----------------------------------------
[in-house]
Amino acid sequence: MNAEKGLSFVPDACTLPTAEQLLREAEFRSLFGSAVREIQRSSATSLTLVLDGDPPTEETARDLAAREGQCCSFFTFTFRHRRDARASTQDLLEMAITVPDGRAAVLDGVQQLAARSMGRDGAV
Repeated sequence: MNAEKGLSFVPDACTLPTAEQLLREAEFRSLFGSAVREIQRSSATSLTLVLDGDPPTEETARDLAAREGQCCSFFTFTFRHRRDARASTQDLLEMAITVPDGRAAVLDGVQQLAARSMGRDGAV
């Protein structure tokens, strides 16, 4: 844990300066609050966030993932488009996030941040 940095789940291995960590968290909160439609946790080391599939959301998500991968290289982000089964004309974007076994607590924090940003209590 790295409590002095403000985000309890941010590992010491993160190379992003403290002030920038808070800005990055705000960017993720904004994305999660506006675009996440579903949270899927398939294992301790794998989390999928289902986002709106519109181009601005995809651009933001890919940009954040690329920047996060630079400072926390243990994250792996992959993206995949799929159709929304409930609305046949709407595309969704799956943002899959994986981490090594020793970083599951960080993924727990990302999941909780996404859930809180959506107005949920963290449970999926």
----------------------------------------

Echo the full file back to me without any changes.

[in-house]
Amino acid sequence: MNAEKGLSFVPDACTLPTAEQLLREAEFRSLFGSAVREIQRSSATSLTLVLDGDPPTEETARDLAAREGQCCSFFTFTFRHRRDARASTQDLLEMAITVPDGRAAVLDGVQQLAARSMGRDGAV
Repeated sequence: MNAEKGLSFVPDACTLPTAEQLLREAEFRSLFGSAVREIQRSSATSLTLVLDGDPPTEETARDLAAREGQCCSFFTFTFRHRRDARASTQDLLEMAITVPDGRAAVLDGVQQLAARSMGRDGAV
């Protein structure tokens, strides 16, 4: 844990300066609050966030993932488009996030941040 940095789940291995960590968290909160439609946790080391599939959301998500991968290289982000089964004309974007076994607590924090940003209590 790295409590002095403000985000309890941010590992010491993160190379992003403290002030920038808070800005990055705000960017993720904004994305999660506006675009996440579903949270899927398939294992301790794998989390999928289902986002709106519109181009601005995809651009933001890919940009954040690329920047996060630079400072926390243990994250792996992959993206995949799929159709929304409930609305046949709407595309969704799956943002899959994986981490090594020793970083599951960080993924727990990302999941909780996404859930809180959506107005949920963290449970999926």